An elegant phrasing of the conclusion James Kalb reached in The Tyranny of Liberalism, which I've presented less succinctly here before.

      The disorder is compounded by the fact that Liberals pay lip service to primacy of personal conscience, but as Kalb notes, they do in fact have a set of right and wrong answers. They will champion a mentally disturbed boy's decision to mutilate himself, but they will staunchly oppose a sane woman's decision to serve her husband, make a home, and bear children.

      "The ultimate irony is that the most effective means a libertarian has to achieve his goals is to stop being a libertarian."

      That's excellent rhetoric, because it's true. I'm well-acquainted with more than one former libertarian who's reached the same conclusion.

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    2. Brian,
      I've often heard the observation that the moment you become a parent is when you stop being a libertarian.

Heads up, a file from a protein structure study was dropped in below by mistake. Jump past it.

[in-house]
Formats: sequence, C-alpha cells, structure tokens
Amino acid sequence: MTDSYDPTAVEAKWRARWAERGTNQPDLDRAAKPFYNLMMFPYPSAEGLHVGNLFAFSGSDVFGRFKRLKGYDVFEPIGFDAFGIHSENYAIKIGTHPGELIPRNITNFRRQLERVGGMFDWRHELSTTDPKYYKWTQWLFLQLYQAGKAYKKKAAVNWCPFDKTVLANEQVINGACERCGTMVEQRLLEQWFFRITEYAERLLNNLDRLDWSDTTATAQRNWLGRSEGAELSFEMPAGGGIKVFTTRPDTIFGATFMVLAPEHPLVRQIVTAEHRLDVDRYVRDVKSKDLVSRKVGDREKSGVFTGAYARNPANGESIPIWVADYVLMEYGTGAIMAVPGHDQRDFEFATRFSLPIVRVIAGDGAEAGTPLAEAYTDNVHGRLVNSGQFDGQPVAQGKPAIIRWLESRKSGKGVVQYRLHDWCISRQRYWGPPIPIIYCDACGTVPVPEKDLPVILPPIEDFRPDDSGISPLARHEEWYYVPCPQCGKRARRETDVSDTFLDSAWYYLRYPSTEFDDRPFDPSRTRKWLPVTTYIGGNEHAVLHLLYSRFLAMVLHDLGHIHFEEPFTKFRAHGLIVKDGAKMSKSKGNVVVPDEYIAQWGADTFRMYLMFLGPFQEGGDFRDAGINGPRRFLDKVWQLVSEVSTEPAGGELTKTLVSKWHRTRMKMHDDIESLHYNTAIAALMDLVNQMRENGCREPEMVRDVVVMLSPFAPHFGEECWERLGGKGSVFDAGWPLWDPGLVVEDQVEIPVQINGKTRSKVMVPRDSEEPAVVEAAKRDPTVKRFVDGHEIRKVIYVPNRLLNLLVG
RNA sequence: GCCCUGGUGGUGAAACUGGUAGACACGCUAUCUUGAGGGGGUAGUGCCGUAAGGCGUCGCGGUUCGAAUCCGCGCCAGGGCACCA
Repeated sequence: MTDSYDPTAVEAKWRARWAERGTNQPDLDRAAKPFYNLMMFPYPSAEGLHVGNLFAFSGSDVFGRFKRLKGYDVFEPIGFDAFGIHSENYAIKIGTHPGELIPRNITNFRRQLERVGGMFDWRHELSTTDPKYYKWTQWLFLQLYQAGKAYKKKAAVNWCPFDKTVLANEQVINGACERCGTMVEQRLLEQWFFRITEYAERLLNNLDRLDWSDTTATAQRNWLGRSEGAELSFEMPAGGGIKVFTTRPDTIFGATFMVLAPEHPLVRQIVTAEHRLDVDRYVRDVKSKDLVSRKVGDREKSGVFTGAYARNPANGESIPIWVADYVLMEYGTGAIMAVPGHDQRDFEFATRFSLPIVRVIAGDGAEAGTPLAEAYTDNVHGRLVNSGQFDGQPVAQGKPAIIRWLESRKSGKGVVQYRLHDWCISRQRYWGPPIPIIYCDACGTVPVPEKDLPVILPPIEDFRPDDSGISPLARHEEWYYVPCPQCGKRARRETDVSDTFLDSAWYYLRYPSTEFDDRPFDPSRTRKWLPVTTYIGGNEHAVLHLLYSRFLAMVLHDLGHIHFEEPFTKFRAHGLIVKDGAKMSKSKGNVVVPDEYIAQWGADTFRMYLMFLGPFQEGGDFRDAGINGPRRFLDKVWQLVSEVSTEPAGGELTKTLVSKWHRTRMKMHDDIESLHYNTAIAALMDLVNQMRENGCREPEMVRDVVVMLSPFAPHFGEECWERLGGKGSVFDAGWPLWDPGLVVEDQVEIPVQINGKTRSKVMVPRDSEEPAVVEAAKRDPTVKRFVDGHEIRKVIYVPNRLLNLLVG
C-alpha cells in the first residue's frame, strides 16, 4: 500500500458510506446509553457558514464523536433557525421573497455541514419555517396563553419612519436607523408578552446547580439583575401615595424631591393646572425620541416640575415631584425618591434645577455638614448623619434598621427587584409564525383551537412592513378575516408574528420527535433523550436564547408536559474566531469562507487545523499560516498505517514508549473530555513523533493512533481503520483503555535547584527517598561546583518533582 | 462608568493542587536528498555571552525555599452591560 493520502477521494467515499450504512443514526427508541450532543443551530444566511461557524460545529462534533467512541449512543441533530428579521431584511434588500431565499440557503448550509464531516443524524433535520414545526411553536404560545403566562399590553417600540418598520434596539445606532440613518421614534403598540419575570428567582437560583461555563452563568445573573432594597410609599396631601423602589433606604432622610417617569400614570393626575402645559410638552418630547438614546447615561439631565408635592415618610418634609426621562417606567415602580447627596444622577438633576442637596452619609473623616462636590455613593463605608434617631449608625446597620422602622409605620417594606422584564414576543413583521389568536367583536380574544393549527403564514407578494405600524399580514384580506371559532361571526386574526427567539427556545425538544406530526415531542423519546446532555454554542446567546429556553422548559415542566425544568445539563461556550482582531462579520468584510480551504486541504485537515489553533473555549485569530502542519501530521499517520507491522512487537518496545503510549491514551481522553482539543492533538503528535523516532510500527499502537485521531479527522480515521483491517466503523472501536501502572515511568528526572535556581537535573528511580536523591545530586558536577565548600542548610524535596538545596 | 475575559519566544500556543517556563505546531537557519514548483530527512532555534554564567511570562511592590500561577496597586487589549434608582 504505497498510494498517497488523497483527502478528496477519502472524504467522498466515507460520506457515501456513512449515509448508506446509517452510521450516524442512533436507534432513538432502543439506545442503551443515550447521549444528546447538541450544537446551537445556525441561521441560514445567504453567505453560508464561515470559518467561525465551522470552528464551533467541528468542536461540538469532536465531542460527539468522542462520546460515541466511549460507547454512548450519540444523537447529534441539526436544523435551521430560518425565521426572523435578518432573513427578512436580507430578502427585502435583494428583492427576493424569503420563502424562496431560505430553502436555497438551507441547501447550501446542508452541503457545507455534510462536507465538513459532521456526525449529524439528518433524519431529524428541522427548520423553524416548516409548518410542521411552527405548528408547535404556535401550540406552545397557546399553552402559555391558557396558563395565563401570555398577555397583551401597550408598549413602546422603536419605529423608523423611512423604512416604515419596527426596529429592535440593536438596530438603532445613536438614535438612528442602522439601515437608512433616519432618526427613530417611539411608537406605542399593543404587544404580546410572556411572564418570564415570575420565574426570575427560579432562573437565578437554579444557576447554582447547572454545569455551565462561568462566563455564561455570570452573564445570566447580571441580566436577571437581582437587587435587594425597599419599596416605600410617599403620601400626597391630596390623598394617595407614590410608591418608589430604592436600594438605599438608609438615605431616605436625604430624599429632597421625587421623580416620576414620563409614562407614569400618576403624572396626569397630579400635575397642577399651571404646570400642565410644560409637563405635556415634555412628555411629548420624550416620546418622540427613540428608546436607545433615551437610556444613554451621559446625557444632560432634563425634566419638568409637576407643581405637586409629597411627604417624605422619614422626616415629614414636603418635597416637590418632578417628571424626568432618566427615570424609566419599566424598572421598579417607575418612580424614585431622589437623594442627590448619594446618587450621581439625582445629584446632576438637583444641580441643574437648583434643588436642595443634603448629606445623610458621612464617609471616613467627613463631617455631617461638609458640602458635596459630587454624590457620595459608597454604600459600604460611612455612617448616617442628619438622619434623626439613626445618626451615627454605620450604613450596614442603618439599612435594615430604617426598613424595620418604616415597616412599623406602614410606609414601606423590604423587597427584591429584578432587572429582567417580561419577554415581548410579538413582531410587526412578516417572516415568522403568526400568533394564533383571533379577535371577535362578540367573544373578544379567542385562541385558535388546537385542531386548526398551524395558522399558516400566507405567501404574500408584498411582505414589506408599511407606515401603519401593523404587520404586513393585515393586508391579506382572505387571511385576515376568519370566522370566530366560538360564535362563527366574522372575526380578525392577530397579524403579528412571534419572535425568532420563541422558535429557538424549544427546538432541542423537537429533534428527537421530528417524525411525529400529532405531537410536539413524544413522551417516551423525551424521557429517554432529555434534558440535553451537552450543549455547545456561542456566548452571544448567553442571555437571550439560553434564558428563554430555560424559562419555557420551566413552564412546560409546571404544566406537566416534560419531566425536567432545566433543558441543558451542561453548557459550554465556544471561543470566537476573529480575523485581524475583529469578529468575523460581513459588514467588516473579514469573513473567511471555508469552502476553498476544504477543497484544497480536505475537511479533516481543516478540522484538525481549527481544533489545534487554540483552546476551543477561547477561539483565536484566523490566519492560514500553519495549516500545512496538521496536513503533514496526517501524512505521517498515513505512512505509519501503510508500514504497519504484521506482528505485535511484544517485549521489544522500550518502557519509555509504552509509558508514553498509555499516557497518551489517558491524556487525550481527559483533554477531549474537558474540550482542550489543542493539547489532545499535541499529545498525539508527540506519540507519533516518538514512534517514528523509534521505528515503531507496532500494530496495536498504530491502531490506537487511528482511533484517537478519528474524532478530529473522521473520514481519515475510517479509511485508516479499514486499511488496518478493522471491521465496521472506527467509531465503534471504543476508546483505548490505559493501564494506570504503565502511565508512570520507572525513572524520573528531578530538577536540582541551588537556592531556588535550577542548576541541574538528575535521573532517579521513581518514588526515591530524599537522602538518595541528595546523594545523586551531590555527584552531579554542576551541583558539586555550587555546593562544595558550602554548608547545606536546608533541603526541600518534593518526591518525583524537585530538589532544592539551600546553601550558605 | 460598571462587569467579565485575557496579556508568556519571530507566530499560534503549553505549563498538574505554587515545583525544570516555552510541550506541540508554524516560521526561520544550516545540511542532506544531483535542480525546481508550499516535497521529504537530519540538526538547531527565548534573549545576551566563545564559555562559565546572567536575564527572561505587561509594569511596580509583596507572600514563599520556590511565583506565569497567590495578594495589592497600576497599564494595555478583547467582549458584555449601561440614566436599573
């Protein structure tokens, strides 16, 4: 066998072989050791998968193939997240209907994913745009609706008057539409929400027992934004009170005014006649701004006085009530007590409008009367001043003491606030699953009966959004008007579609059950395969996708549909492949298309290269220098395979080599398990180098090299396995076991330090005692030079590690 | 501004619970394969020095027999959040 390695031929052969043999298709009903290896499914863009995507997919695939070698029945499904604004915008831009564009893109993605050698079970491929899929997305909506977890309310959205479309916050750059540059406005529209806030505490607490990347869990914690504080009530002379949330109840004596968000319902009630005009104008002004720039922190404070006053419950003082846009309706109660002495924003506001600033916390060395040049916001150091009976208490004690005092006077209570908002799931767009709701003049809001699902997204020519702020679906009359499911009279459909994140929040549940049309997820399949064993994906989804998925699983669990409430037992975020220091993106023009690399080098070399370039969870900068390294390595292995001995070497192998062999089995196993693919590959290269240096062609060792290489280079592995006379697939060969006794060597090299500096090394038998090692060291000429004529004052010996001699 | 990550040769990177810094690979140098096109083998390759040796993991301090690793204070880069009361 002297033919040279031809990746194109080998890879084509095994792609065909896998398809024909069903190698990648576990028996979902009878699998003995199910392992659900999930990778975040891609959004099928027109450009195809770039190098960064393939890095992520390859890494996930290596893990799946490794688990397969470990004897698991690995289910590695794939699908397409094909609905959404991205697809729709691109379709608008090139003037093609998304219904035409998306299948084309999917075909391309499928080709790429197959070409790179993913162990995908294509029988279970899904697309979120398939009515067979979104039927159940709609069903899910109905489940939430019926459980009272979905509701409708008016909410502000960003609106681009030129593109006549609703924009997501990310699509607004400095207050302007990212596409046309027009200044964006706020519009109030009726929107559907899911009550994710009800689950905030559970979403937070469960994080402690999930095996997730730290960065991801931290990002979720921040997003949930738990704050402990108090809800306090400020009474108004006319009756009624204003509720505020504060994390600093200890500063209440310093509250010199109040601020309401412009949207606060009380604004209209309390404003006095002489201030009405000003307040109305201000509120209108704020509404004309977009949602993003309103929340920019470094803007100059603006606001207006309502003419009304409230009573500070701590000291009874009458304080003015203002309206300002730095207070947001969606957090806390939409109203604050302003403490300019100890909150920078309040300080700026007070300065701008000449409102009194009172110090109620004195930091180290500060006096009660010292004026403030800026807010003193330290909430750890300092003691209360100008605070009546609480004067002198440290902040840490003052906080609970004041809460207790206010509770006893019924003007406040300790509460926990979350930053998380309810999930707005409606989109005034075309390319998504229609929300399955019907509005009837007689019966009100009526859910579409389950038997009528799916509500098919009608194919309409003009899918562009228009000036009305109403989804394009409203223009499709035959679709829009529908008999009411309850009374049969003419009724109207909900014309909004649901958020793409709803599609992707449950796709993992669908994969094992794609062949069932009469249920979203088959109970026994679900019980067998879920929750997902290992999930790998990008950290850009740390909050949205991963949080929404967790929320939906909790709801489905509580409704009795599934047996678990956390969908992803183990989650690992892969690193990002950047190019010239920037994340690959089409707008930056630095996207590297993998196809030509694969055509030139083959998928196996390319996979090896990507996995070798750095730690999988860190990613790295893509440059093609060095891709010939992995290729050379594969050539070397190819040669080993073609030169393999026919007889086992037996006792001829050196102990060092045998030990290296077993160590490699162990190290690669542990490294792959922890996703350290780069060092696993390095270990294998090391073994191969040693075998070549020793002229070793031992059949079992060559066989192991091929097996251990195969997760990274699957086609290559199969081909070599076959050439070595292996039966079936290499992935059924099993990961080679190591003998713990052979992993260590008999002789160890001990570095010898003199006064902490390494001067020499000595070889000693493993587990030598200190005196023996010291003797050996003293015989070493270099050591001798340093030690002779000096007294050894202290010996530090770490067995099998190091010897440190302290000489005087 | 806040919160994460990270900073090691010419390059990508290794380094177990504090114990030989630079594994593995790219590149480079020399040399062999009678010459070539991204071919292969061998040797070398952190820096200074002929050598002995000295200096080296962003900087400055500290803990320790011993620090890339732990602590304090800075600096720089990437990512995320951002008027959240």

I don't know how accurate it is but I was always struck by it.
      We need to reacquaint ourselves with St Augustine's concept of ordered liberty and apply it to today's context.

      xavier

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    3. We agree that the source of all moral truth is God. We agree that the fallen nature of human beings means that we fall short in our comprehension of and obedience to that truth.

      Where we disagree is in where the ultimate responsibility for our lack of conformity to God's law lies.

      You say that sometimes a man will deliberately misinterpret the revealed truth of scripture to justify his own corrupt actions, and that is true.

      But I will point out the a man who wears an ecclesiastical collar, miter, or stole is no less prone to human frailty than any other.